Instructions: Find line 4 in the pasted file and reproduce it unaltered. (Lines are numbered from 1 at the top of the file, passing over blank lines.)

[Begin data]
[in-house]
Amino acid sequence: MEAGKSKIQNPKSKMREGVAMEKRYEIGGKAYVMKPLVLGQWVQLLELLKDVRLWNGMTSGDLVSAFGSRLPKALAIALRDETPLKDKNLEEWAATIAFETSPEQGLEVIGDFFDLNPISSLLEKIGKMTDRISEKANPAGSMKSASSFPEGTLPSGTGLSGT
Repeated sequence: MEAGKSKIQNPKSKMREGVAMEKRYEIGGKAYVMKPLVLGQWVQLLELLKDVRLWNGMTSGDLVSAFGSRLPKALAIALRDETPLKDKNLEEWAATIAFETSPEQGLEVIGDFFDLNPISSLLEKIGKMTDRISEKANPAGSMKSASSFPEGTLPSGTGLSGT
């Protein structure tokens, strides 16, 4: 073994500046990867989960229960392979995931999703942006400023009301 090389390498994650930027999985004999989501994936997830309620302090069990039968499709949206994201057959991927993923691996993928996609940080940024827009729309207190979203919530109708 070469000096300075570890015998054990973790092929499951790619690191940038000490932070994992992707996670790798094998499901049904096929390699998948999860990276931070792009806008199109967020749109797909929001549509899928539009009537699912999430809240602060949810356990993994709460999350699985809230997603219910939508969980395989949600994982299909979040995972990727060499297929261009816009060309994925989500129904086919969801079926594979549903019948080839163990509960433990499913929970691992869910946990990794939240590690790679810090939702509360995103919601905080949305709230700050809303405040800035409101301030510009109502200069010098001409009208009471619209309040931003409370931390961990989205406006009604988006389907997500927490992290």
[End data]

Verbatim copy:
């Protein structure tokens, strides 16, 4: 073994500046990867989960229960392979995931999703942006400023009301 090389390498994650930027999985004999989501994936997830309620302090069990039968499709949206994201057959991927993923691996993928996609940080940024827009729309207190979203919530109708 070469000096300075570890015998054990973790092929499951790619690191940038000490932070994992992707996670790798094998499901049904096929390699998948999860990276931070792009806008199109967020749109797909929001549509899928539009009537699912999430809240602060949810356990993994709460999350699985809230997603219910939508969980395989949600994982299909979040995972990727060499297929261009816009060309994925989500129904086919969801079926594979549903019948080839163990509960433990499913929970691992869910946990990794939240590690790679810090939702509360995103919601905080949305709230700050809303405040800035409101301030510009109502200069010098001409009208009471619209309040931003409370931390961990989205406006009604988006389907997500927490992290």